Journal of Coastal Conservation 12/2013; 17(4). DOI:10.1007/s11852-013-0278-8 · 1.10 Impact Factor
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    ABSTRACT: Coastal environments are complex systems undergoing continuous evolution at a range of spatial and temporal scales. In this context, geomorphological and ecological features can be strongly related. We propose a synoptic remote sensing approach to monitor the temporal dynamics of both biotic and abiotic factors in estuarine and coastal ecosystems. Through the combination of spaceborne optical and SAR imagery, we derived both ecological and morphological parameters, to be integrated for a multi-temporal analysis of the dominant processes and trends in coastal landscapes. These dynamics were studied at three locations: Bevano (IT), the Scheldt (B-NL) and Erme (UK). The objectives were to detect and analyze interannual variations of processes and environmental dynamics. The results highlight that over time, the morphology of different subsystems represents a balance between inputs (forcing agents like tidal range) and natural responses (related responses of the vegetation evolution). As a final remark the calculation of the uncertainties (subsidence rates) using new monitoring techniques such as satellite remote sensing has a specific added value that could be used for simulations over varying time scales and it should be considered as a potential ‘add in’ for an integrated management approach to coastal monitoring and control.
    Coastal Engineering 11/2013; DOI:10.1016/j.coastaleng.2013.11.001 · 2.06 Impact Factor
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    ABSTRACT: Information on past trends is essential to inform future predictions and underpin attribution needed to drive policy responses. It has long been recognised that sustained observations are essential for disentangling climate-driven change from other regional and local-scale anthropogenic impacts and environmental fluctuations or cycles in natural systems. This paper highlights how data rescue and re-use have contributed to the debate on climate change responses of marine biodiversity and ecosystems. It also illustrates via two case studies the re-use of old data to address new policy concerns. The case studies focus on (1) plankton, fish and benthos from the Western English Channel and (2) broad-scale and long-term studies of intertidal species around the British Isles. Case study 1 using the Marine Biological Association of the UK’s English Channel data has shown the influence of climatic fluctuations on phenology (migration and breeding patterns) and has also helped to disentangle responses to fishing pressure from those driven by climate, and provided insights into ecosystem-level change in the English Channel. Case study 2 has shown recent range extensions, increases of abundance and changes in phenology (breeding patterns) of southern, warm-water intertidal species in relation to recent rapid climate change and fluctuations in northern and southern barnacle species, enabling modelling and prediction of future states. The case is made for continuing targeted sustained observations and their importance for marine management and policy development.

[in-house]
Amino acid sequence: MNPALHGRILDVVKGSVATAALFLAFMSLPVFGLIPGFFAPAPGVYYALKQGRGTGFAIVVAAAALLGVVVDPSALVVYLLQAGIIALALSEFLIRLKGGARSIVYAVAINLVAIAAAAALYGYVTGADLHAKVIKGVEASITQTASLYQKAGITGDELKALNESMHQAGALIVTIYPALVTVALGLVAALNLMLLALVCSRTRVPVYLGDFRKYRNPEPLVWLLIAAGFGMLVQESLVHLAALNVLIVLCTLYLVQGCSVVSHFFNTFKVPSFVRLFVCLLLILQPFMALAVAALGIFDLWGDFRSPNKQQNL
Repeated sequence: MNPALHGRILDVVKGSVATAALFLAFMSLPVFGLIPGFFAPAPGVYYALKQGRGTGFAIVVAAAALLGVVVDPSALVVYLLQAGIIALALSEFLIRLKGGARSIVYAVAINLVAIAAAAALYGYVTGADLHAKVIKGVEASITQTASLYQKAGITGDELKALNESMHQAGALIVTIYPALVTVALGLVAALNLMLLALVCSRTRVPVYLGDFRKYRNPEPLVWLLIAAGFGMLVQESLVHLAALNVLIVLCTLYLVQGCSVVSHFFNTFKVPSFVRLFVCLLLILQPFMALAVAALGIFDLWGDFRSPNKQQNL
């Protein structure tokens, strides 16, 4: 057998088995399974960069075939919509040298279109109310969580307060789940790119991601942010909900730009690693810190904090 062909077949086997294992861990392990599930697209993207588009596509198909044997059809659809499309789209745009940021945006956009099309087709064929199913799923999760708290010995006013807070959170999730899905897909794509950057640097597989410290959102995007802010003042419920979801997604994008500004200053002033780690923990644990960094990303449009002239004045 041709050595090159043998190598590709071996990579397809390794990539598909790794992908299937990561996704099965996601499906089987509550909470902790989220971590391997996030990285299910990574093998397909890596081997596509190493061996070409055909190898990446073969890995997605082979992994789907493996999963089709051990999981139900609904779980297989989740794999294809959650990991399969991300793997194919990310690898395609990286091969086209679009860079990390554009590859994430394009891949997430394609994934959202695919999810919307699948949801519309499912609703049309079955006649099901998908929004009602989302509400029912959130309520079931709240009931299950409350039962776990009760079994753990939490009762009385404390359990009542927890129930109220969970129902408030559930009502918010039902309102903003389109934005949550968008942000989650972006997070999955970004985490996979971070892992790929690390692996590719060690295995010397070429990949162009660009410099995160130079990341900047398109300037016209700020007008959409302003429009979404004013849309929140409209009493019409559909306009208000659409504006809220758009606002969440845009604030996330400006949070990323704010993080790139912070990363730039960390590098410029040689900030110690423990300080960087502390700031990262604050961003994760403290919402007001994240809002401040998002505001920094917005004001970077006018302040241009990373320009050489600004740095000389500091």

Marine Policy 11/2013; 42:91 - 98. DOI:10.1016/j.marpol.2013.02.001 · 2.62 Impact Factor